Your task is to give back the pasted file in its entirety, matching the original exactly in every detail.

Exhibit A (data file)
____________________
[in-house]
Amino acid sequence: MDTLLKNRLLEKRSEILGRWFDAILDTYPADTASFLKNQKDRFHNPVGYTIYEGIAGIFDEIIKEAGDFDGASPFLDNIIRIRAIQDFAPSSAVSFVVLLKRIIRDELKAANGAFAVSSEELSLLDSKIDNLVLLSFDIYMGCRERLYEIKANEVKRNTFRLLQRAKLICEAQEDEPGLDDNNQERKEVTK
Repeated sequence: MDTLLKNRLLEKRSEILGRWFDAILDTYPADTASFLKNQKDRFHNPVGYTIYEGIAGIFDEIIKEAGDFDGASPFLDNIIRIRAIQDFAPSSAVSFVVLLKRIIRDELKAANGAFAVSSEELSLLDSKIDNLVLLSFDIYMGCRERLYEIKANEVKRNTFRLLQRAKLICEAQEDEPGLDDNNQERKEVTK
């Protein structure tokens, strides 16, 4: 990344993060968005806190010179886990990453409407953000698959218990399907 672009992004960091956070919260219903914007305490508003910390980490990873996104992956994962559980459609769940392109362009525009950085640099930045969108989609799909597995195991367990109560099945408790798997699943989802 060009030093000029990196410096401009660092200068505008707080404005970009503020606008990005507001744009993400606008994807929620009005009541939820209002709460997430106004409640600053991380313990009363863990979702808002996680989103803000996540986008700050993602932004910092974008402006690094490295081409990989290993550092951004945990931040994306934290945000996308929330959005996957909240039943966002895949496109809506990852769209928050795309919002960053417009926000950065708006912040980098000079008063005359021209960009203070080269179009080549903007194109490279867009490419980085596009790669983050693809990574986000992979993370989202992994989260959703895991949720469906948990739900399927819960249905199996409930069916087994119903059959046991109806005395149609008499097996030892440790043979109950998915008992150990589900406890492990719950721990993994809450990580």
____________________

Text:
[in-house]
Amino acid sequence: MDTLLKNRLLEKRSEILGRWFDAILDTYPADTASFLKNQKDRFHNPVGYTIYEGIAGIFDEIIKEAGDFDGASPFLDNIIRIRAIQDFAPSSAVSFVVLLKRIIRDELKAANGAFAVSSEELSLLDSKIDNLVLLSFDIYMGCRERLYEIKANEVKRNTFRLLQRAKLICEAQEDEPGLDDNNQERKEVTK
Repeated sequence: MDTLLKNRLLEKRSEILGRWFDAILDTYPADTASFLKNQKDRFHNPVGYTIYEGIAGIFDEIIKEAGDFDGASPFLDNIIRIRAIQDFAPSSAVSFVVLLKRIIRDELKAANGAFAVSSEELSLLDSKIDNLVLLSFDIYMGCRERLYEIKANEVKRNTFRLLQRAKLICEAQEDEPGLDDNNQERKEVTK
């Protein structure tokens, strides 16, 4: 990344993060968005806190010179886990990453409407953000698959218990399907 672009992004960091956070919260219903914007305490508003910390980490990873996104992956994962559980459609769940392109362009525009950085640099930045969108989609799909597995195991367990109560099945408790798997699943989802 060009030093000029990196410096401009660092200068505008707080404005970009503020606008990005507001744009993400606008994807929620009005009541939820209002709460997430106004409640600053991380313990009363863990979702808002996680989103803000996540986008700050993602932004910092974008402006690094490295081409990989290993550092951004945990931040994306934290945000996308929330959005996957909240039943966002895949496109809506990852769209928050795309919002960053417009926000950065708006912040980098000079008063005359021209960009203070080269179009080549903007194109490279867009490419980085596009790669983050693809990574986000992979993370989202992994989260959703895991949720469906948990739900399927819960249905199996409930069916087994119903059959046991109806005395149609008499097996030892440790043979109950998915008992150990589900406890492990719950721990993994809450990580």